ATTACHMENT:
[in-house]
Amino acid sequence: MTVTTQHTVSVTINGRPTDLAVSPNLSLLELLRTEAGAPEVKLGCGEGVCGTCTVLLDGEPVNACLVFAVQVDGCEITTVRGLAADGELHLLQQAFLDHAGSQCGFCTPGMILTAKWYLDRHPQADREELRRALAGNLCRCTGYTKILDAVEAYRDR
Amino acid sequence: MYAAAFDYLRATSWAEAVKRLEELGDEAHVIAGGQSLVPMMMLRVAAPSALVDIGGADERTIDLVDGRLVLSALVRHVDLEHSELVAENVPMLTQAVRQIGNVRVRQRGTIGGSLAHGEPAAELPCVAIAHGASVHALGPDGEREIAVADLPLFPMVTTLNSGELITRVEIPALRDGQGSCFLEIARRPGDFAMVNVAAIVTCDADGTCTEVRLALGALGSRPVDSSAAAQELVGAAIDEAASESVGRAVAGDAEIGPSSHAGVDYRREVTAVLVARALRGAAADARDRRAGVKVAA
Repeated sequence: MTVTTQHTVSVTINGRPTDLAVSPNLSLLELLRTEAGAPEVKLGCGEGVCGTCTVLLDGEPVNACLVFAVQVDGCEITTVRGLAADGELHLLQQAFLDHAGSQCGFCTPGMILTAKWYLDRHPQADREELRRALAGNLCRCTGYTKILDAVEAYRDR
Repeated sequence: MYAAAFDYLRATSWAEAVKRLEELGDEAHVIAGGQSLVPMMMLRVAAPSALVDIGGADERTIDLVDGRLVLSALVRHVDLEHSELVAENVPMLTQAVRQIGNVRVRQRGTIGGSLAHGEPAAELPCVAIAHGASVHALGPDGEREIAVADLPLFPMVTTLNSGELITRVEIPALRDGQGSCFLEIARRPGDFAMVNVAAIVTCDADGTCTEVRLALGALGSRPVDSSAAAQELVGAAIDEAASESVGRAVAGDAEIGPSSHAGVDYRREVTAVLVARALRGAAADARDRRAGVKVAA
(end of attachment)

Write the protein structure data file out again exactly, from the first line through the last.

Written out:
[in-house]
Amino acid sequence: MTVTTQHTVSVTINGRPTDLAVSPNLSLLELLRTEAGAPEVKLGCGEGVCGTCTVLLDGEPVNACLVFAVQVDGCEITTVRGLAADGELHLLQQAFLDHAGSQCGFCTPGMILTAKWYLDRHPQADREELRRALAGNLCRCTGYTKILDAVEAYRDR
Amino acid sequence: MYAAAFDYLRATSWAEAVKRLEELGDEAHVIAGGQSLVPMMMLRVAAPSALVDIGGADERTIDLVDGRLVLSALVRHVDLEHSELVAENVPMLTQAVRQIGNVRVRQRGTIGGSLAHGEPAAELPCVAIAHGASVHALGPDGEREIAVADLPLFPMVTTLNSGELITRVEIPALRDGQGSCFLEIARRPGDFAMVNVAAIVTCDADGTCTEVRLALGALGSRPVDSSAAAQELVGAAIDEAASESVGRAVAGDAEIGPSSHAGVDYRREVTAVLVARALRGAAADARDRRAGVKVAA
Repeated sequence: MTVTTQHTVSVTINGRPTDLAVSPNLSLLELLRTEAGAPEVKLGCGEGVCGTCTVLLDGEPVNACLVFAVQVDGCEITTVRGLAADGELHLLQQAFLDHAGSQCGFCTPGMILTAKWYLDRHPQADREELRRALAGNLCRCTGYTKILDAVEAYRDR
Repeated sequence: MYAAAFDYLRATSWAEAVKRLEELGDEAHVIAGGQSLVPMMMLRVAAPSALVDIGGADERTIDLVDGRLVLSALVRHVDLEHSELVAENVPMLTQAVRQIGNVRVRQRGTIGGSLAHGEPAAELPCVAIAHGASVHALGPDGEREIAVADLPLFPMVTTLNSGELITRVEIPALRDGQGSCFLEIARRPGDFAMVNVAAIVTCDADGTCTEVRLALGALGSRPVDSSAAAQELVGAAIDEAASESVGRAVAGDAEIGPSSHAGVDYRREVTAVLVARALRGAAADARDRRAGVKVAA